Aecon takes itself out of the running for Gordie Howe bridge contract
The decision to bow out of the procurement process comes just weeks before the federal government is set to pick a winning bidder for the $4.8 billion infrastructure project
OTTAWA—The Canadian construction firm that could be swallowed up by a Chinese state-owned company says it will no longer be part of a private group bidding to build and operate a new bridge between Canada and the United States.
A spokeswoman for the Aecon construction firm wouldn’t elaborate on the decision to pull out of one of the consortia bidding on the Gordie Howe International Bridge project.
The company said in a curt email that it was a commercial decision.
The decision comes weeks before the government is to select the winning bid group that will build and operate the new $4.8 billion crossing between Windsor, Ont., and Detroit, Mich., with construction expected to start this fall.
Last October, the CCCC International Holding Ltd., of China made a $1.5-billion bid to acquire Aecon Group Inc., which has a long history of participation in Canadian construction and engineering projects such as the CN Tower, Vancouver’s SkyTrain, the St. Lawrence Seaway and the Halifax shipyard.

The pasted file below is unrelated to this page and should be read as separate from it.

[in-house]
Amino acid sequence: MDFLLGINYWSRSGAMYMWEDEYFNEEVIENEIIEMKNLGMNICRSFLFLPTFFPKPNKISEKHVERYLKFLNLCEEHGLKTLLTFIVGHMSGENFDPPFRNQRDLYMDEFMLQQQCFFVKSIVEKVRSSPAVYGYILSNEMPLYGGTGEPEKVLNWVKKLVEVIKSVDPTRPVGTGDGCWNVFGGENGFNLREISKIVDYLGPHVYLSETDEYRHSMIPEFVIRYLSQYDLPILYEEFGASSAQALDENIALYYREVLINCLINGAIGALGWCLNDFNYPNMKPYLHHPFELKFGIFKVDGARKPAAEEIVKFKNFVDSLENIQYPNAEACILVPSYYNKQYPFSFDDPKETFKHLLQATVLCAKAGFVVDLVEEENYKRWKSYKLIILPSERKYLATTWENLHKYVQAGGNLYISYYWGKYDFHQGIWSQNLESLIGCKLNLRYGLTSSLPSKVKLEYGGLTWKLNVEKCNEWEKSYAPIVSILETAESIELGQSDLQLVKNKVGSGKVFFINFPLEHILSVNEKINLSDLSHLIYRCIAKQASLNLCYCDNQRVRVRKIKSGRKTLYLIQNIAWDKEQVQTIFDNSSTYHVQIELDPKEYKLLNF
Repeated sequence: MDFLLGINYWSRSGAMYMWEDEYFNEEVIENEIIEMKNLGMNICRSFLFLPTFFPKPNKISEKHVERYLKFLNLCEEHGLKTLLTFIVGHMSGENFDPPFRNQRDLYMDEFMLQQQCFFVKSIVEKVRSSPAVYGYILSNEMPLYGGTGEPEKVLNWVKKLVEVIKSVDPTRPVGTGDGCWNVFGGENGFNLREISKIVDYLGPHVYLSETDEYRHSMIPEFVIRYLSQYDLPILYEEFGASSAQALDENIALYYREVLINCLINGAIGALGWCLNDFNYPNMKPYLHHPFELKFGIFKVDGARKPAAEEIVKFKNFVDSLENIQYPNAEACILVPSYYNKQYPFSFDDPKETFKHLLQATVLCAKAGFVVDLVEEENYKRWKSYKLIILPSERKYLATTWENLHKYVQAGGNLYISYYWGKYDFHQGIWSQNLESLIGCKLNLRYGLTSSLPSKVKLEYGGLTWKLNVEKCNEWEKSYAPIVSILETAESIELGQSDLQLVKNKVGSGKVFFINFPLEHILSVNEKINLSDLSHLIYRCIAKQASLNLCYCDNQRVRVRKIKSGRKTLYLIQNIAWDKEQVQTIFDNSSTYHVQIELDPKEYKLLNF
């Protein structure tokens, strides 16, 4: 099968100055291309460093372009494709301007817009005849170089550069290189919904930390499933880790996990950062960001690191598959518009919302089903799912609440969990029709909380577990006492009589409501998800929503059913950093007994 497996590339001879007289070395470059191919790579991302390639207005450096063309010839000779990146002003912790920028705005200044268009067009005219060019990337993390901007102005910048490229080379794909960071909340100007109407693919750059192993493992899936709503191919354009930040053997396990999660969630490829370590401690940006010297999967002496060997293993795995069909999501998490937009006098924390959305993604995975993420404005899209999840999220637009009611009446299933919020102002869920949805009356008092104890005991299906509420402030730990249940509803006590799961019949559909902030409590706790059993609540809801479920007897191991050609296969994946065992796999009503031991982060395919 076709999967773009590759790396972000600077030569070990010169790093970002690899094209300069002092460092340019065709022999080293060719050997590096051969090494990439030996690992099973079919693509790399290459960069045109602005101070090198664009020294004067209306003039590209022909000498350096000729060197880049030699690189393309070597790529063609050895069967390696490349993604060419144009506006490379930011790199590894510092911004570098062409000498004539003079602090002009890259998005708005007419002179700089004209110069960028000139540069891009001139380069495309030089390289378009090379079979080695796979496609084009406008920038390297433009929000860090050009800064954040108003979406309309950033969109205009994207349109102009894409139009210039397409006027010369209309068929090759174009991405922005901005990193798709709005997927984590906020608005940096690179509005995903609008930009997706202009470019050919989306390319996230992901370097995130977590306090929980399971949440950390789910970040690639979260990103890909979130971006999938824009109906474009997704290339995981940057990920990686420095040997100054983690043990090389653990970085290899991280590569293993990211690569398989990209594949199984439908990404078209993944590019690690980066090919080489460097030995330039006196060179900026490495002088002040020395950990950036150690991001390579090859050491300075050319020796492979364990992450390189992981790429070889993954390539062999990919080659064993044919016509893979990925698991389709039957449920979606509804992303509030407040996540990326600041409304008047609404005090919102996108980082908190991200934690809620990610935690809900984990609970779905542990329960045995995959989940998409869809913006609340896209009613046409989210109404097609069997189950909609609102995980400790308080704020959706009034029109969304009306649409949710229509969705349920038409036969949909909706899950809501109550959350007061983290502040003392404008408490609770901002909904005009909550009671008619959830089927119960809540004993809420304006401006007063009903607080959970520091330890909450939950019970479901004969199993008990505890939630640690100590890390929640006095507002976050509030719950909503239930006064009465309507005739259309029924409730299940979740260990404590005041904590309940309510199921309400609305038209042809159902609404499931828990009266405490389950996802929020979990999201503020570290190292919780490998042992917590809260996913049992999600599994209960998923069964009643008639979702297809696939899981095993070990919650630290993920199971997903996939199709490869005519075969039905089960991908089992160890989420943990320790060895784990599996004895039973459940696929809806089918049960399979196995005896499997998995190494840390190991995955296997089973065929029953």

The Trudeau government has been warned by experts to proceed cautiously when weighing any investment bids by Chinese state firms and to be as transparent as possible in reviewing the proposed deal.
The federal government announced a full national security review of the Aecon deal in February.
At the time, a spokesman for Economic Development Minister Navdeep Bains said that, based on advice from security agencies, the government believed there is “a potential of injury to national security.”
The Liberals have come under intense domestic pressure to reject the takeover bid. A recent Ipsos poll found that nearly three-quarters of Canadians oppose the sale.
The Liberals have faced questions about how U.S. President Donald Trump would react to having Aecon involved in the bridge if the Liberals were to approve its takeover by a Chinese, state-run company.
Before Friday’s announcement, insiders said Aecon could be easily replaced because each bid group was required to have backup plans.